The end of my last truly serious love affair just about killed me. My beau ended our relationship on the 4th anniversary of Bob leaving our marriage. I had met this man only 6 months after Bob left. My separation from my husband was intermingled with my sadness at losing my lifelong mate and the prospect of having this exciting new man in my life.
My new beau's presence masked much of the grieving I should have worked through. Instead of facing utter and total despair, I had a handsome man who was interested in me and wanted to take me out. The moment my divorce papers were signed, we began a full blown relationship. It was the strangest experience. At times I would cry on his chest and he would simply hold me. At other times I experienced the happiest moments of my life, for this man had children and I got a taste of what it was like to be a mother.
But rebound relationships rarely last. My beau was smart enough to notice that I had substituted him for Bob in many ways, especially when I threw parties and entertained friends. The more comfortable I became with him by my side during social get togethers, the more uncomfortable he became.
I should have known the end was near when all of a sudden my beau became "absent," as in no calls during the week and no emails. All of a sudden I saw him only at appointed times, and our dates became rushed because he always had someplace else to go. We spent a beautiful Christmas eve and morning together exchanging packages with his adult son before we separated to spend the holidays with our respective families out of town. I gave him a leather jacket and he gave me a DVD player. No alarm bells went off, just a small feeling of disappointment that there was no ring. When I returned from visiting my family, I saw a note from him in my mailbox. How sweet I thought, until I read the "Dear Vic ..."
I felt I was going to die. All the issues of my break up with Bob that I had been able to lay aside because of this new relationship came rushing at me. Along with having to face the loss of this wonderful man, I had to finally deal with the break up of my marriage, the loss of my father through divorce, and the loss of my son, who I gave up for adoption as an unwed teen mother. Once again I felt the stinging pain of divorce, only this time I was already divorced. Moreover, I felt the pain of all the losses in my life. I was 54 and felt like a useless piece of discarded garbage. One good friend made herself available morning, noon, and night. I called my mother endlessly. Both these loved ones saved me from sinking into a dark and deep depression.
Once again I lost a tremendous amount of weight. Once again I faced a birthday alone, feeling abandoned and discarded. I could not think. I could not work. I feared losing my job. I went to therapy again, only this time my therapist told me I was healed and that my reaction was normal. Feel the pain, she advised. Go with it. Let it all out. Write your feelings down (see post below.)
And I did. It took six months of agonized days and nights, and I had to fight to keep my sense of self-worth, but I emerged strong and healthy and more content than I had been in a long time. My friends had stood at the ready again, but not as intensely. This time I had to take the journey to self recovery largely alone.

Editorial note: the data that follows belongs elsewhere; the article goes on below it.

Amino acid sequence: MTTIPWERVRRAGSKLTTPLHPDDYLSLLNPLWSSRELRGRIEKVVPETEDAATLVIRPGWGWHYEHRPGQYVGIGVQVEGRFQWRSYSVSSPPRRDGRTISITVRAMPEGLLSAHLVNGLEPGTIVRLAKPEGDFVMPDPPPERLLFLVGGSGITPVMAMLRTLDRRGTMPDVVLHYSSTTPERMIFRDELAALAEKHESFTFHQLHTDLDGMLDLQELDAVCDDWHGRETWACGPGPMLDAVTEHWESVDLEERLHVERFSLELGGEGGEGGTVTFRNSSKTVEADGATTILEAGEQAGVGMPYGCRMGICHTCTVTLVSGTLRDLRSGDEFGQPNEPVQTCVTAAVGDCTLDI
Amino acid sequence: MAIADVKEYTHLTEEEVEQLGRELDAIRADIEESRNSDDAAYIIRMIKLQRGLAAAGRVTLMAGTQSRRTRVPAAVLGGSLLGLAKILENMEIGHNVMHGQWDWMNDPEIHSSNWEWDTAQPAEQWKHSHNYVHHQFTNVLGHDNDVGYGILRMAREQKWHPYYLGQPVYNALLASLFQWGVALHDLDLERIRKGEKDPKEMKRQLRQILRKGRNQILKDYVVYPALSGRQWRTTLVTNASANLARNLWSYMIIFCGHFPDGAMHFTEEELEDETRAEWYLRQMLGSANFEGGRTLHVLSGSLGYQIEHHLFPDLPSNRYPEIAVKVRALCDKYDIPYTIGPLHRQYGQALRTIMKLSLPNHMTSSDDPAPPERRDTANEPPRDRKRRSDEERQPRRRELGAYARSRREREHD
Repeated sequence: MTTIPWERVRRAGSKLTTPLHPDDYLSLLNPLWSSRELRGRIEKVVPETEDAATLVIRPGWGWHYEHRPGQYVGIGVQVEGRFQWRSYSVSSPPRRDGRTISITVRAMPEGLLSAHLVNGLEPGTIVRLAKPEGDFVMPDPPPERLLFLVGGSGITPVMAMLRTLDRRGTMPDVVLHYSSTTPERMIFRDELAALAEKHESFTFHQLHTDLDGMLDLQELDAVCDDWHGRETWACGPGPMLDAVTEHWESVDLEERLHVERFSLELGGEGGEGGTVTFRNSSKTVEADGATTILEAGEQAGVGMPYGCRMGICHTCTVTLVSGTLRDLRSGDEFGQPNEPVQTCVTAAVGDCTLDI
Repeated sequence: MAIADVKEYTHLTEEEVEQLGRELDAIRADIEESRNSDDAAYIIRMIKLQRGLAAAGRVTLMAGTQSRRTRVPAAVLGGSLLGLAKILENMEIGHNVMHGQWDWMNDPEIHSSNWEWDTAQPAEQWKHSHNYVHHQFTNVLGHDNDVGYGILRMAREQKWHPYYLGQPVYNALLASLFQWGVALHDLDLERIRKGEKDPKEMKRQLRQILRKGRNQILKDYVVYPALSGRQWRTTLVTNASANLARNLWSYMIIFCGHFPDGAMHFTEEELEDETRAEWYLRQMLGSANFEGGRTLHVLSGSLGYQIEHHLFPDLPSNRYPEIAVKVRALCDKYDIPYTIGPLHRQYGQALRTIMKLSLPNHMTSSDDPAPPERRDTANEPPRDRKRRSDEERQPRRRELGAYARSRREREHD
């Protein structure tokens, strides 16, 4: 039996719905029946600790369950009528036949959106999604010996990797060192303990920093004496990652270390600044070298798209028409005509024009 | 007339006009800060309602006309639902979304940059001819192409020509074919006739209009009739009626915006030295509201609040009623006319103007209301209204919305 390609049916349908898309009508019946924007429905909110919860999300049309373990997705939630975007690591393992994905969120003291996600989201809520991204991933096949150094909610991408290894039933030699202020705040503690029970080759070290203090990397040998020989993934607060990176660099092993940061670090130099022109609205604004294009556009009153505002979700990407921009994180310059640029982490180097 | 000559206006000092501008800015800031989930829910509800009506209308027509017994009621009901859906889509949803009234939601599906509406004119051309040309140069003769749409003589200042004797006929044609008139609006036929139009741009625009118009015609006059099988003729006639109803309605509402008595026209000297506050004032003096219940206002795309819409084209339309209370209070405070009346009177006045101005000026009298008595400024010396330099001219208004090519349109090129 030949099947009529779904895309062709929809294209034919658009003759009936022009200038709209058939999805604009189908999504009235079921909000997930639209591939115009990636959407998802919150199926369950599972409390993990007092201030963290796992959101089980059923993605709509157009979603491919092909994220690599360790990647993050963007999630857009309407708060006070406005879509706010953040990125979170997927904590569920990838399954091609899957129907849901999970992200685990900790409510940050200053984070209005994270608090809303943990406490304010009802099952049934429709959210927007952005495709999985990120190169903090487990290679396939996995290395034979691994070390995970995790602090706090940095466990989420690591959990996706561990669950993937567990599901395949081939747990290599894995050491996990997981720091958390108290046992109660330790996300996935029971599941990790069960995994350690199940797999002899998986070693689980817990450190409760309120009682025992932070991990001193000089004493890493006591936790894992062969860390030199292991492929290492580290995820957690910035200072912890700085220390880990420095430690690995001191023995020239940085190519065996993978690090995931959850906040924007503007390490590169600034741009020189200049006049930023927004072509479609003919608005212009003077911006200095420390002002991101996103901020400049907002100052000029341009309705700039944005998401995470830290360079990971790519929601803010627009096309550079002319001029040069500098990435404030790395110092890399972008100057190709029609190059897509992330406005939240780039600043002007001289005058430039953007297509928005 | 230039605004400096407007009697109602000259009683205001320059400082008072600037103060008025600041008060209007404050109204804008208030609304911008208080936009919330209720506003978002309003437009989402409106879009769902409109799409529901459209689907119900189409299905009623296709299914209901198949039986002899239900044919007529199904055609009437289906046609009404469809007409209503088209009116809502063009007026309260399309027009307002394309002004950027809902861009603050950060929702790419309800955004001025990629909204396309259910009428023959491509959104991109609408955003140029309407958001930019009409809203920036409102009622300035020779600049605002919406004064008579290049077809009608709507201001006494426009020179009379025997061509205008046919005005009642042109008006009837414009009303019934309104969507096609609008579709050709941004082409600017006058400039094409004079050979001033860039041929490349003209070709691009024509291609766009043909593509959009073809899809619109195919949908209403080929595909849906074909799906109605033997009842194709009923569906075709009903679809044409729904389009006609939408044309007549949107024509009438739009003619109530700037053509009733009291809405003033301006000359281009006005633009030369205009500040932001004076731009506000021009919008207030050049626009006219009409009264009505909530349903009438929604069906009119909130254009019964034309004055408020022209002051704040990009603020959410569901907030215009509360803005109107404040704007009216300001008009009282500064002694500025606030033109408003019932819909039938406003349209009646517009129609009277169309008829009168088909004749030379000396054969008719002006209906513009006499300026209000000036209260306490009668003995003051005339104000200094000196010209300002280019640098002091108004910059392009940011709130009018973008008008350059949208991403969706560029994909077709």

In my third relationship, which occured last year, my new beau disappeared around Christmas. On January 3rd I gave him a call and told him what I needed. I could not face a third birthday feeling abandoned, so I asked him to let me go gently. A caring man, he allowed the relationship (a long distance one) to hobble along for another six months, which gave me ample time to get tired of our nonrelationship.
My therapist applauded my strength in taking positive action, although most self help articles will caution you against doing this. My beau was a good and gentle man and he did not play with my emotions. I felt I did what I needed to do to survive. A couple of friends told me I was nuts. Clean breaks are the best, they said. But this is my advice for you: Do what needs to be done for yourself. No one can tell you which actions are right and which ones are wrong. Only you know how you can best recover from a devastating hurt.
I am still friends with the two men I met after my marriage ended. The romance is over but the friendship remains. Of course, I am 58 years old, so this has a lot to do with our joint understanding. I have no connection or relationship with my ex, who has remarried, except for memories and through the objects and photos he left behind. Today I am as much in peace with my situation as I can be, given that I am a woman who loves being with a mate. I am proud of my career and ability to maintain my house, I love my friends and family, and I am often more content than I am not.
One of the best books I read that helped me understand why going through the stages of pain and grief are so important is called Managing Transitions: Making the Most of Change by William Bridges. It's a business book, but it really describes what happens when you rush into beginnings and endings without dealing with the in-between transitions where change, acceptance, and recognition happen. William Bridges gives powerful, powerful advice which is applicable to life situations as well as the work place.
Here's a link that will also help you: Healing after Break Up or Divorce